Entity Decisions Impact Your Small Business Taxes

Posted on March 8, 2016


How Small Business Taxes Differ Between a Sole Proprietorship, Partnership and Corporation

small business taxesIf you’re considering launching a new business, or you have already gotten started, keep in mind that one of the most important decisions you’ll make is the designation of your entity type. Deciding whether you operate as a sole proprietorship or a corporation, for instance, makes a significant difference in your small business taxes. It’s critical to understand the various costs and benefits between types of entities so that you begin your business to your best advantage.

Here are the basics about various entity types and their overall impact on your small business taxes:

Sole Proprietorship: A sole proprietorship is the simplest way to get your own business started. It doesn’t require you to go through any legal proceedings to establish your business, and you can include your business’s earnings and expenses on your own income tax return. Generally, you’ll pay self-employment taxes on your earnings, so be prepared to set aside a portion of your income to prepare for filing your tax return.

An important consideration to note about starting a sole proprietorship is the issue of liability. The owner of a sole proprietorship assumes all the risk and is responsible for any debt or damages connected to the running of the business.

General Partnership: A general partnership operates similarly to a sole proprietorship, except that the ownership of the company is shared by two or more parties. You’ll each report your share of the earnings on your own tax returns, with the income levels based on your partnership agreement detailing how income will be split.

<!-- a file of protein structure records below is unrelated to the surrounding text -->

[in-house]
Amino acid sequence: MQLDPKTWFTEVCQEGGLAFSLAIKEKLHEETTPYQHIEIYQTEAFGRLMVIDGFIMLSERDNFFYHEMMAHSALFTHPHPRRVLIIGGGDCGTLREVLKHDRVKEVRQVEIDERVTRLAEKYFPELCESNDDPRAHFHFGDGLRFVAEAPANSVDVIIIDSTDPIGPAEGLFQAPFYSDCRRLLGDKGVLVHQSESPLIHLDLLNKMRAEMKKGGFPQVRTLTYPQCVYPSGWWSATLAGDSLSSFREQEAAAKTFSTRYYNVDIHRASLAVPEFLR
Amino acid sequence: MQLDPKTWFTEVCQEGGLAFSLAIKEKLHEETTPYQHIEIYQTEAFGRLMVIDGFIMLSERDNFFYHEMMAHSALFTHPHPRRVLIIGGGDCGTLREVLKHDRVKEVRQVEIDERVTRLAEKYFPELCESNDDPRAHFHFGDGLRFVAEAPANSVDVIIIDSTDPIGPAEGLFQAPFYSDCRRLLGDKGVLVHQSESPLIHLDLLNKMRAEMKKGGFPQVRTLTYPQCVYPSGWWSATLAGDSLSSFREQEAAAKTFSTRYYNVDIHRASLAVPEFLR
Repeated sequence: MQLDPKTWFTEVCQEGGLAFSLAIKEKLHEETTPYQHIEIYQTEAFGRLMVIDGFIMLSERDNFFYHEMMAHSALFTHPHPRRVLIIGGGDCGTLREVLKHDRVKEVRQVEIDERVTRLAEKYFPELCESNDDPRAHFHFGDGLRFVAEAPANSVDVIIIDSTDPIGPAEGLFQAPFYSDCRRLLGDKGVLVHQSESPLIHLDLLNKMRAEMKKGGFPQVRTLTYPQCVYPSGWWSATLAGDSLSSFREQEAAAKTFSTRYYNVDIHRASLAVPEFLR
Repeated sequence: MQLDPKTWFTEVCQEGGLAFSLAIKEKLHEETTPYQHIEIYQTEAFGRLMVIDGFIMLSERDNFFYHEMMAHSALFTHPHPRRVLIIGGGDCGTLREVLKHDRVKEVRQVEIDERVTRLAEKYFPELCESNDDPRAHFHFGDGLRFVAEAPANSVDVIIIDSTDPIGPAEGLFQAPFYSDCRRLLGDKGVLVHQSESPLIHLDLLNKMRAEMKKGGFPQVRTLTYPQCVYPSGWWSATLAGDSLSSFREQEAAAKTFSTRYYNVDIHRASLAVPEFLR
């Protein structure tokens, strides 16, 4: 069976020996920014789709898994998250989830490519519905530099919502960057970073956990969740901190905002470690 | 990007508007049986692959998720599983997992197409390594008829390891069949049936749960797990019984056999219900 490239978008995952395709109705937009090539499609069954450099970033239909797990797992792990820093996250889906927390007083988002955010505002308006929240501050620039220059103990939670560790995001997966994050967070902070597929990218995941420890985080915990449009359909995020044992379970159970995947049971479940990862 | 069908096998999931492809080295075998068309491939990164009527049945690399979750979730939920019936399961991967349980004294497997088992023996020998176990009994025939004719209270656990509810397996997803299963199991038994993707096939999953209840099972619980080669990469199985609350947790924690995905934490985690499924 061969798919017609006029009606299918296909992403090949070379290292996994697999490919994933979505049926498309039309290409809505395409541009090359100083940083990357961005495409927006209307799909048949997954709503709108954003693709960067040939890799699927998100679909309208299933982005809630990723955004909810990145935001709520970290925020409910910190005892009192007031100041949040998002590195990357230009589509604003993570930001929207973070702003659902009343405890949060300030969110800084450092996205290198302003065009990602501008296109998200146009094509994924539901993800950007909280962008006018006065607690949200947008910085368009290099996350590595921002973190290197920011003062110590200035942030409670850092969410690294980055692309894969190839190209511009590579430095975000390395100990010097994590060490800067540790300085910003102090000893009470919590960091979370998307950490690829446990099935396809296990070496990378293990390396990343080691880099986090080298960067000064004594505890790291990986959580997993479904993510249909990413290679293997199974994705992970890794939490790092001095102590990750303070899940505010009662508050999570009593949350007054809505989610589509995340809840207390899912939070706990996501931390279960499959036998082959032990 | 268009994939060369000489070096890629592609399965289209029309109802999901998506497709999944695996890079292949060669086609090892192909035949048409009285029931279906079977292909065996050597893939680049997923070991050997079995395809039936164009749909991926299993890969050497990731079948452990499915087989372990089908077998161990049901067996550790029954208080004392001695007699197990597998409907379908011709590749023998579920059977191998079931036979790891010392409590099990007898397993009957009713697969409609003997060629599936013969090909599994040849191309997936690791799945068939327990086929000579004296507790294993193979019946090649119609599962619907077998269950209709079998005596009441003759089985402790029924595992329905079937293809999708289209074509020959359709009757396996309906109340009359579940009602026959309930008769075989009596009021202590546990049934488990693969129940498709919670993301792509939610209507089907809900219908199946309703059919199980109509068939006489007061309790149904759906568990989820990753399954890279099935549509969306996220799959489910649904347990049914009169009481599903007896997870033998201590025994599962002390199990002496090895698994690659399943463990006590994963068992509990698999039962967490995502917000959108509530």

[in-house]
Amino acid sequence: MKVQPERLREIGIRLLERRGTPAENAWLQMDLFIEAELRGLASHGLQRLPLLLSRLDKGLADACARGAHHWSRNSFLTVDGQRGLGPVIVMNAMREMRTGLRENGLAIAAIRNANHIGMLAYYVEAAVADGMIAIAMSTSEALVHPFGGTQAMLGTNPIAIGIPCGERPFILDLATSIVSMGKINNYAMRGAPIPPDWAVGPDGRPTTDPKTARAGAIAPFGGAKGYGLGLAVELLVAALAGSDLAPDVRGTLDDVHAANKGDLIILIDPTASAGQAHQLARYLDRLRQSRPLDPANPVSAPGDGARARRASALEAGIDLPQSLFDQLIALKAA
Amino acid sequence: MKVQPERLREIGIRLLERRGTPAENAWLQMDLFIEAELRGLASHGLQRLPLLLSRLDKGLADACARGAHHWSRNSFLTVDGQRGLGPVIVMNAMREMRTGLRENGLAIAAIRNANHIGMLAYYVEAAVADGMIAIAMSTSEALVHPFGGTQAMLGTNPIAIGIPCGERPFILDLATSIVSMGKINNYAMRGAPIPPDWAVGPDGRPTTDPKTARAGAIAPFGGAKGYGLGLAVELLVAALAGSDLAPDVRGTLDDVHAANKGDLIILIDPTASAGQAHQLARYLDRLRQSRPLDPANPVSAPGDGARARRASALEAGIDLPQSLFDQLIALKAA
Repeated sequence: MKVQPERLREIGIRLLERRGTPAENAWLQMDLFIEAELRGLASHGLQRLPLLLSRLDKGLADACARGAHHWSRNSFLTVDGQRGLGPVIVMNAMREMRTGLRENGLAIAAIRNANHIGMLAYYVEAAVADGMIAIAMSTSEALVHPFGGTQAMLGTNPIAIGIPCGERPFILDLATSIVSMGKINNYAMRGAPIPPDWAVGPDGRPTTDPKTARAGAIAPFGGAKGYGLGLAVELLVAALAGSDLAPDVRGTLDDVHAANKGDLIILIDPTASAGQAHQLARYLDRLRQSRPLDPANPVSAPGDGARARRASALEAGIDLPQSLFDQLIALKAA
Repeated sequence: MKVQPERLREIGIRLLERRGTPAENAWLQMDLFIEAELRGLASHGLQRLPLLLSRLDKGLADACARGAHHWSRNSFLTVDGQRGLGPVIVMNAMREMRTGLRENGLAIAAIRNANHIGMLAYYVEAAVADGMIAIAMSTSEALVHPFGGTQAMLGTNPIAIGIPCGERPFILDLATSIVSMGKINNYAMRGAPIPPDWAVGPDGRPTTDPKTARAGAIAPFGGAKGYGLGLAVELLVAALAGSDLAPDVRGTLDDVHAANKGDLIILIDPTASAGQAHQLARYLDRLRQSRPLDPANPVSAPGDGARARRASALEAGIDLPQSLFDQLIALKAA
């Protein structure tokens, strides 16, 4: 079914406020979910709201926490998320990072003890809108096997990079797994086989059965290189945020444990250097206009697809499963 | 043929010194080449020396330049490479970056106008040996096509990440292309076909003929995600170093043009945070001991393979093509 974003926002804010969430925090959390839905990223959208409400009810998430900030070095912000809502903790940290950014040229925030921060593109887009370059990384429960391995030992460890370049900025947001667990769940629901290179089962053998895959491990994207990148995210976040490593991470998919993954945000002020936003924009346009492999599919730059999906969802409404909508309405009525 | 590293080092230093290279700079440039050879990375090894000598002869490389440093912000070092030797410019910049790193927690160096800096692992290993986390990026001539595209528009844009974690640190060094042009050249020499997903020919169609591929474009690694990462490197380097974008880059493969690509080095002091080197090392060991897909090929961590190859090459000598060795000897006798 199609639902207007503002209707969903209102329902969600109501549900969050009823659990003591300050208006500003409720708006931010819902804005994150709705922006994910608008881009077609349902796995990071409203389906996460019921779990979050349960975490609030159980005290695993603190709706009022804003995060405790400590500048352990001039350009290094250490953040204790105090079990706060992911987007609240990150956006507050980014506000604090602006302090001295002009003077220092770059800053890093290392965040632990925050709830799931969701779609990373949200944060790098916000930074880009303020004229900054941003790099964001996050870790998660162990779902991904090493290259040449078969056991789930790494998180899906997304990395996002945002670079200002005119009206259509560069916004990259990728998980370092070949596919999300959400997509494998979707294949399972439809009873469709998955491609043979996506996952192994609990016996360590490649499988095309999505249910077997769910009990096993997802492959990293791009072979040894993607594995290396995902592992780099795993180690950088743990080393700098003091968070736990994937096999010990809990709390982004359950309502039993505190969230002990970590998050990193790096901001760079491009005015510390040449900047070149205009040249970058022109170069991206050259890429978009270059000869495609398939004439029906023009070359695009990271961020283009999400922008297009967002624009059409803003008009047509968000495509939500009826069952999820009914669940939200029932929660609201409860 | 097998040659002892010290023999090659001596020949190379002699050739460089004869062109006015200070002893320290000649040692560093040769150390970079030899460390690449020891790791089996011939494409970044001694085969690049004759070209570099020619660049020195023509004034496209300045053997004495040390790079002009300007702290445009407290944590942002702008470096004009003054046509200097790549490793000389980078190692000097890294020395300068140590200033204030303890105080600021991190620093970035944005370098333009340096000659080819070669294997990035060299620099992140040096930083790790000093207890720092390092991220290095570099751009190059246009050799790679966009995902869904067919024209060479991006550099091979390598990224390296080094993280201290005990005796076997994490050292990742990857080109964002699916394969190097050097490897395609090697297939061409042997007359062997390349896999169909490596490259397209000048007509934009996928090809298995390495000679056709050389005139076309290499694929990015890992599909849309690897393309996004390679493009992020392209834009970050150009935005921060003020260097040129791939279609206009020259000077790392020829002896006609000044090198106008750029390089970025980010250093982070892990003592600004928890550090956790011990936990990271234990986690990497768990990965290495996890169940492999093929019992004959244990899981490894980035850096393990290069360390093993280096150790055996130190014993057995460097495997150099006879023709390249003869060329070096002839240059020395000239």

Limited Partnership: A limited partnership is similar to a general partnership, but limited partners do not pay a self-employment tax because they are not involved in the daily running of the business.

Corporations: If you are initiating a start-up that you hope will go public in the future, you may want to set it up as a corporation. However, small business taxes are not as easy on corporations as they are on other types of businesses. A regular corporation is subject to what is referred to as “double taxation” because corporations are taxed at the regular corporation tax rate, and then income paid to shareholders as income is also taxed at the taxpayer’s personal tax rate.

One way to avoid the double taxation problem is to set your business up as an S Corporation. With an S corporation, your income passes through to your personal tax return and there is no reason to file a corporate tax return. There are certain requirements for filing as an S corporation, so talk with your accountant about the option that fits your business.

Limited Liability Corporation: Running your business as an LLC has some similarities to a general partnership because taxes are generally handled on the partners’ income tax returns. However, there are some rules for qualifying as an LLC, and it doesn’t always benefit your company on your small business taxes.

Choosing your type of entity is an important decision, with many implications for taxes and liability. Consult the expertise of Bert Doerhoff, CPA and the team at AccuBiz. AccuBiz regularly works with new businesses, guiding them through the decisions that impact their profitability now and in the future.

Posted in: Small Business